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’You’re basically working in battlefield conditions’


Therapists from the Rehabilitation Hospital of the Cape and Islands help Haitian earthquake survivors

SANDWICH, MA – Matthew Keilty, Nora Kenneway and Gordon Smith are no strangers to health care crises in Third World countries. The therapists from the Rehabilitation Hospital of the Cape and Islands (RHCI) have worked in Africa, Central and South America.

But nothing prepared them for their mission trip to Haiti.

“The first thing you notice when you come in from the airport is the rubble,” Smith said. “It’s everywhere. Four months after the earthquake and nothing’s been cleaned up. There’s just this mass of humanity with no place to go.”

Added Kenneway, “You’re basically working in battlefield conditions.”

The three just returned to RHCI after treating earthquake survivors in the capital city of Port-au-Prince.

On Jan 12, a 7.0-magnitude earthquake leveled the island nation, killing 250,000 and leaving millions homeless.

Keilty, 38, an inpatient occupational therapist from Mashpee, Kenneway, 38, an outpatient occupational supervisor from Marstons Mills, and Smith, 51, an outpatient physical therapist from East Falmouth, volunteered for a program created by Partners in Health, a Boston-based non-profit health care organization which provides care in areas of extreme poverty.

In all, 14 occupational and physical therapists from RHCI and other hospitals in the Spaulding Rehabilitation Network have traveled to Haiti since March 1. They were all based at Hopital de l’Universite d’etat d’Haiti, the capital’s main public hospital.

“Whatever need arose we tried to meet as best we could with the supplies we had,” Keilty said. “It became a mantra: We will do the best we can, with what we have, to try and meet the needs of the patients.”

During Keilty’s shift in March, they didn’t have much. In one case, Keilty was forced to make an ankle-foot brace out of duct tape, Velcro, an Ace bandage and some basic splinting material.

“Many patients had no clothes and no shoes,” he said. “We would just have to improvise. Essentially, we were working as therapists, nurses, doctors, transportation aides, whatever.”

Conditions were challenging. The earthquake destroyed most of the hospital buildings, so many patients were treated in tents.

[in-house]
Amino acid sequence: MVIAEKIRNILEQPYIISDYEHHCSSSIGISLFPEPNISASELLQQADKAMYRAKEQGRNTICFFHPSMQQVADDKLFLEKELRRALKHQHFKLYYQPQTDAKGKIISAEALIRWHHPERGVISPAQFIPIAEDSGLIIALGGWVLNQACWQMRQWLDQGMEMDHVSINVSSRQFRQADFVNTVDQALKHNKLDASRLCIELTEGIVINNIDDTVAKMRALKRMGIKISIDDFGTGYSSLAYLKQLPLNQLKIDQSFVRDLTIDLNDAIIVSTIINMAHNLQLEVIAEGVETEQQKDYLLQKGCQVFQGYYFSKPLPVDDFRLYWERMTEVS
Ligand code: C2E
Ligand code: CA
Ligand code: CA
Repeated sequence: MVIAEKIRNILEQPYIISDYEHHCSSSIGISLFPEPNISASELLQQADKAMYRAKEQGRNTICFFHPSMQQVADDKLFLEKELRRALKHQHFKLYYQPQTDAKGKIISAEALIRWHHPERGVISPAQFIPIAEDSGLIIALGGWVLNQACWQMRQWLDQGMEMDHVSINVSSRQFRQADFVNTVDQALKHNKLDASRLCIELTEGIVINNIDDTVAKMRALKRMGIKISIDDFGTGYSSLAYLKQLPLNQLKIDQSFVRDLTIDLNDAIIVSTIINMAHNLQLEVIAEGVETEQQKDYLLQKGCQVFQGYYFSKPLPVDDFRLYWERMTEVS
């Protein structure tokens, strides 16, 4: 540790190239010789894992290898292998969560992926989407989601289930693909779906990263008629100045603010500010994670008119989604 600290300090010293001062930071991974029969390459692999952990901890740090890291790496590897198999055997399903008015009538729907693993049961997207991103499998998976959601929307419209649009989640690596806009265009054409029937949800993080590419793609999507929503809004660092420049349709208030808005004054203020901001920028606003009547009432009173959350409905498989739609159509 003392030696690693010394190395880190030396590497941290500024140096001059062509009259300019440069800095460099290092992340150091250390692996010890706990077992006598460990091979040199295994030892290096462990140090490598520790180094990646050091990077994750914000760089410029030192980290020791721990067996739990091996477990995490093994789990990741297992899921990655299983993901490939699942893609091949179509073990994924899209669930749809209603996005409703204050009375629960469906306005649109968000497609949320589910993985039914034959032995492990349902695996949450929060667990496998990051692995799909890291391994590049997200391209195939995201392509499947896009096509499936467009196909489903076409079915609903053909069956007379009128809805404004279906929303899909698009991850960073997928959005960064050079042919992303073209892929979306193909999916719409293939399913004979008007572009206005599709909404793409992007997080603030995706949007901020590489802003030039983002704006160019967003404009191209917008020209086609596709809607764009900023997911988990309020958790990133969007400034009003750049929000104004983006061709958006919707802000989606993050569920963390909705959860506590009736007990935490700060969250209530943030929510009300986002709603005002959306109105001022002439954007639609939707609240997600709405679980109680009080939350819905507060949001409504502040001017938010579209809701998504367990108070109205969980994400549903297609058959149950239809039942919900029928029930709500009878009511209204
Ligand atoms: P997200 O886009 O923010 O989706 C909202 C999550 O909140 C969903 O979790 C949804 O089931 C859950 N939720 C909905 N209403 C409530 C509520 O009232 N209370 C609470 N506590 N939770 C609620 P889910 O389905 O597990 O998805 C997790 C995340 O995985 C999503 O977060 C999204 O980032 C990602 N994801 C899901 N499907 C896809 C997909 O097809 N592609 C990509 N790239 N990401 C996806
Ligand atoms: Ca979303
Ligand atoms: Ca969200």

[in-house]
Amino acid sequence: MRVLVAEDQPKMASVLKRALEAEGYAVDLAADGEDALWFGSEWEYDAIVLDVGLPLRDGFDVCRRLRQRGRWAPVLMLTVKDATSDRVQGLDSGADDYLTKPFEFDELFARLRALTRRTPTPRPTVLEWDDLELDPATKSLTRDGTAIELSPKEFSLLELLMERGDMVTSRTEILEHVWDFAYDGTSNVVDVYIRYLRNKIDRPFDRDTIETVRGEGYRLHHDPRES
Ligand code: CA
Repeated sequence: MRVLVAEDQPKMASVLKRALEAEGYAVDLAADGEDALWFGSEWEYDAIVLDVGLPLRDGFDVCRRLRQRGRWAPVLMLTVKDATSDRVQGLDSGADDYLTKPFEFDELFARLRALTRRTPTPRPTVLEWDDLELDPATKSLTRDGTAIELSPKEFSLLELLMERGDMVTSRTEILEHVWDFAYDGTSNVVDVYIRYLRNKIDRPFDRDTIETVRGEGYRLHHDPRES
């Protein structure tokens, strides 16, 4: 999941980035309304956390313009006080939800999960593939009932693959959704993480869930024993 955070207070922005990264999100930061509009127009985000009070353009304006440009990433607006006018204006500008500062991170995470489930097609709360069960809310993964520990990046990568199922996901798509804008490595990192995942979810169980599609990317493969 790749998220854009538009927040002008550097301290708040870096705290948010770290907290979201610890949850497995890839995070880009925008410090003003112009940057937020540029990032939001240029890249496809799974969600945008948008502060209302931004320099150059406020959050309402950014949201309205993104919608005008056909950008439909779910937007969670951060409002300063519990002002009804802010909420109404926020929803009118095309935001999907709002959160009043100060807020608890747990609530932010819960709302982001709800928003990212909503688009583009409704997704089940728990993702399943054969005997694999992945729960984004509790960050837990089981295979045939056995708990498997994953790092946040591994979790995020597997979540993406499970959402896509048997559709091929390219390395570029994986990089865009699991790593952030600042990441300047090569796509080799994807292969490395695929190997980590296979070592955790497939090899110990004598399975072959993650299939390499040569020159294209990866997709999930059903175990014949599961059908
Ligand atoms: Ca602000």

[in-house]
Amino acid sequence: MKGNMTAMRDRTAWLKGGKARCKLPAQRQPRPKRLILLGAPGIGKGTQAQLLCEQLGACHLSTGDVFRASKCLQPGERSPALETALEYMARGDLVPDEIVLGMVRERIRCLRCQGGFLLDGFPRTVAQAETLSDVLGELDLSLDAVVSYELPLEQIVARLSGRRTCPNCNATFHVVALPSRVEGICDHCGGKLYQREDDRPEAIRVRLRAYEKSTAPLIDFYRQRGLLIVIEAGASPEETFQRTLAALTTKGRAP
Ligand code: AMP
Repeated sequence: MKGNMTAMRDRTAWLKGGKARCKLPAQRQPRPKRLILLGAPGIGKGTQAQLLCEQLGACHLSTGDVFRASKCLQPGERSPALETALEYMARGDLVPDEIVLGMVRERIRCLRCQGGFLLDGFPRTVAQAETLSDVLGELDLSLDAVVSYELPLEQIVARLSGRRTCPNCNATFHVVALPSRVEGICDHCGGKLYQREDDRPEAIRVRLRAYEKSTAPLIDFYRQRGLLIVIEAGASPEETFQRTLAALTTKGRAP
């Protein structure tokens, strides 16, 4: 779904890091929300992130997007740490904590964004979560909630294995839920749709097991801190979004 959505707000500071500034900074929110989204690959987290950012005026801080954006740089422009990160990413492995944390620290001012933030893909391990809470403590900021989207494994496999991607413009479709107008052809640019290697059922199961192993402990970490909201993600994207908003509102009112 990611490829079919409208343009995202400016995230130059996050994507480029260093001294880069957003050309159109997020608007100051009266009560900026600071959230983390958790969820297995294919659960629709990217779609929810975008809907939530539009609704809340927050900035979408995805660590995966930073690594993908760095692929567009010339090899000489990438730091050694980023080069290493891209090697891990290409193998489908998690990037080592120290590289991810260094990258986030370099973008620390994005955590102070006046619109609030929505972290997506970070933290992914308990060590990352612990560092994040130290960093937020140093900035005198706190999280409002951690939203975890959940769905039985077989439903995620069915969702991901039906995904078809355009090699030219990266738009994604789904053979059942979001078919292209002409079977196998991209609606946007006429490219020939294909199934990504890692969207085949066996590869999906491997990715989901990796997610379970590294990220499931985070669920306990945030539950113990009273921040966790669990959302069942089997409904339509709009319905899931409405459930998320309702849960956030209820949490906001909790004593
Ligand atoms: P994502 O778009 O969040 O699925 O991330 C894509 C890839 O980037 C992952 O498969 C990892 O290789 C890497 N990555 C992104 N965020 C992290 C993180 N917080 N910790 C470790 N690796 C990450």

“We were the rehab department for the entire hospital, and basically, we were making it up as we went along,” Kenneway said.

Patient records were scarce, and when they did exist, were vague. “We didn’t know the diagnoses,” Smith said. “Most were written in Creole or French, or a combination of both. It was difficult to know what was going on.”

The lack of medicine and unsterile conditions meant patients who should have lived, died.

Smith recalled working with a young man in his early 20s who was recovering from abdominal surgery. “I had been working with him for a few days, just slowly walking, getting some exercise. We were half-way through, and he became faint. Just about the time we sat him down, he passed out. We couldn’t get his blood pressure, we couldn’t get his pulse. He died right there. You had this young, strong male who just passed away.”

The man died from a pulmonary embolism, which could have been prevented if doctors had blood thinners available.

Gordon also found himself treating diseases that have been eradicated in the United States. In one instance he treated an 18-day old baby boy who developed tetanus.

“When he was born, someone cut the umbilical cord with a rusty utensil,” he said. “He was rigid and curled up into a ball. But with some antibiotics and some range of motion treatment, he loosened right up.”

Still, among the death and devastation, Keilty ultimately found hope.

“The people are incredibly hopeful, and you feed off that,” he said. “Despite everything, those people always managed a smile. There was so much appreciation for whatever little we could do. You’re giving them hope, and they’re giving you hope back. It was pretty phenomenal.”

Interview requests:
If you would like to interview Keilty, Kenneway or Smith, please contact Carole Stasiowski at (508) 833-4006, or email her at

About the Haiti Relief Mission:
RHCI’s therapists were part of a coordinated effort with colleagues from the Spaulding Rehabilitation Network. RHCI’s team joined physical and occupational therapists from Spaulding Rehabilitation Hospital in Boston, Shaughnessey-Kaplan Rehabilitation Hospital in Salem, and Spaulding Hospital-Cambridge.

About RHCI:
The Rehabilitation Hospital of the Cape and Islands provides comprehensive inpatient and outpatient rehabilitation for Cape Cod, the islands of Nantucket and Martha’s Vineyard, along with the South Shore and South Coast regions. Inpatient programs specialize in caring for persons with stroke, brain injury, Parkinson’s disease, joint replacement surgery, amputation multiple trauma, and complex medical conditions. RHCI also offers extensive outpatient therapy and rehabilitation physician services in centers in Sandwich, Yarmouth, Orleans and Plymouth. RHCI for Children Eileen M. Ward Rehabilitation Center is a regional resource for children with a wide range of needs.

About Spaulding Rehabilitation Network:
Spaulding Rehabilitation Network is comprised of Spaulding Rehabilitation Hospital in Boston, Shaughnessey-Kaplan Rehabilitation Hospital in Salem, the Rehabilitation Hospital of the Cape and Islands in Sandwich, Spaulding Hospital-Cambridge, plus 21 outpatient centers from the North Shore to Orleans, and three skilled nursing facilities in the Boston area.


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